The Mount Evans experience can be enjoyed from the highest asphalt road in North America, and the topography of the 2 miles of Evans has only slight differences in elevation. Echo Lake is a welcoming and beautiful lake, as is the summit of Mt. Evans, the second highest mountain in Colorado and one of only two in the country.
The growing season on Evans lasts 5.2 months and 157 days, but rarely starts from April 10 to May 18 and ends from September 14 to October 22. Evans' clean start to the year begins on June 2 and lasts 4.8 months, ending on October 28. Clouds cover the sky and there are no winds, so the growing seasons on Evans rarely last longer than 2.5 months, with a maximum of 1.6 months.
Daylight saving time (Daylight saving time) is observed from spring (March 8) over 7.8 months until autumn (November 1). The first spring blooms appear on Evans in autumn, appear in late October or early November and last a maximum of 2.5 months. The first spring bloom at Evans begins in mid-April or May, on 8 March, and begins in summer, June, July, August, September, October and November.
Based on the tourism score, the best time of year to visit Evans is mid-June to late August for warm weather activities. Based on this point, it is usually at the end of June or the beginning of August, with a maximum of 2.5 months until autumn (1 November). According to our calculations, the "best time" to visit Evans during the warm weather of the year is mid-June or the end of August. According to our results, the most popular time to visit Evans is in the summer months of summer and autumn between mid-June and the end of August. Based on your tourism scored the least popular time for visits to Evans in late August and early September.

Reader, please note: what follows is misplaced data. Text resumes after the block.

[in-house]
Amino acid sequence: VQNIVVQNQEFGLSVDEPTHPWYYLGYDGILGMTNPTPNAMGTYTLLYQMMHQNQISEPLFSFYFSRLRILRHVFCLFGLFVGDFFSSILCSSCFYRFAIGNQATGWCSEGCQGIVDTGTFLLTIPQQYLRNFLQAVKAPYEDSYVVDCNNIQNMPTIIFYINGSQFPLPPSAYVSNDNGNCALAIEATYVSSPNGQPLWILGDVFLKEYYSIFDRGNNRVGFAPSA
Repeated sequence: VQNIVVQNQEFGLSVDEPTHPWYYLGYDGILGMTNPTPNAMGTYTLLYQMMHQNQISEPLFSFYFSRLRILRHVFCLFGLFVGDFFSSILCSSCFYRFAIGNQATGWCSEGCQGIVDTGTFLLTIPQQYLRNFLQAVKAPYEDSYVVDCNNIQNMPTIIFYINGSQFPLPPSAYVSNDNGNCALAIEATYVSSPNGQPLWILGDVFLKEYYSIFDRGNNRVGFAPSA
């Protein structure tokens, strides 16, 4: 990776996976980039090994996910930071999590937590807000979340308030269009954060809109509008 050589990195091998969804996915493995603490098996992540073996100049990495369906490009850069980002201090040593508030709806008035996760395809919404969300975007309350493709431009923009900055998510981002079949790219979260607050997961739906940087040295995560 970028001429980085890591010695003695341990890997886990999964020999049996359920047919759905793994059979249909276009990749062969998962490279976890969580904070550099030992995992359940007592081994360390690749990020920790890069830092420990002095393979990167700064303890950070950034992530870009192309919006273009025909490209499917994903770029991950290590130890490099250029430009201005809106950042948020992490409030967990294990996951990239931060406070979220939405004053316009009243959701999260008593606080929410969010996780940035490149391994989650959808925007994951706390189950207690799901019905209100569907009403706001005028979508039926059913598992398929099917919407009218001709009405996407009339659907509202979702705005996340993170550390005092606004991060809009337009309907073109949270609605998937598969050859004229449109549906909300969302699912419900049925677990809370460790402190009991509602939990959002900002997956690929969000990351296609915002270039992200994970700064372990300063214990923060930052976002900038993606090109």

Depending on the weather conditions, Colorado Highway 5 is open during the day or not, but cars are open until the summit. If you have any concerns about whether the road is open or not, please contact the centre and check the road conditions before you start your journey.
You can download the PDF version of the Evans CO card so you can easily access it when travelling over the Internet. If you are looking for a place you want to visit, you have the option to find and save directions for future use.
As most Colorados probably know and have visited the summit, one of these places could be renamed. Colorado historian Sam Bock says it could be problematic to take the mountain's original name - the first name it bears. As for other problematic peaks, a petition to rename Squaw Mountain suggests that a Cheyenne guide, also known as the Owl Woman, facilitate trade between whites and Native Americans in Bent Fort, Colorado. If we believe Evans was an evil man, and if we are serious about healing our country's racist past, then we should start renaming monuments, both natural and man-made.
Note: U.S. Forest Service information is provided at the Idaho Springs Visitor Center, located on the west side of the mountain, north of Idaho City, Idaho. There is a visitor centre, a footpath and a car park for visitors to Evans summit.
Summit Lake Park is part of the Denver Mountain Park System, owned by the city and the County of Denver. The Forestry Service charges a standard fee approved by the Federal Act for the Improvement of Leisure in the Länder for services and facilities provided on developed land. This fee applies to access to Mount Evans and Summit Lake, as well as other public recreational facilities in the area.
The drive to the top of Mount Evans will take your breath away in many ways, and there are many scenic views of the city of Denver and the Denver Mountain Park system. The Summit Lake Park Trail, a 1.5 km hiking trail, offers access to a variety of hiking trails for visitors as well as hiking and biking trails. The view from the top of Mt. Evans, the summit and the summit lake and the short distance to and from it are just some of the attractions on the top.
The Quail Creek Trail is a wide concrete bike path that connects the residents of Broomfield with neighboring Westminster and Arvada, as well as the city of Denver and Denver Mountain Park. The Sheridan Green Trail leads 1.5 miles from the summit of Mt. Evans to Sheridan Park and back and from there to Westminster. Located in the Westminster area of northern ArVada, the Little Dry Creek Trail offers access to a variety of hiking and cycling trails and scenic views of Mount Evans and neighboring towns.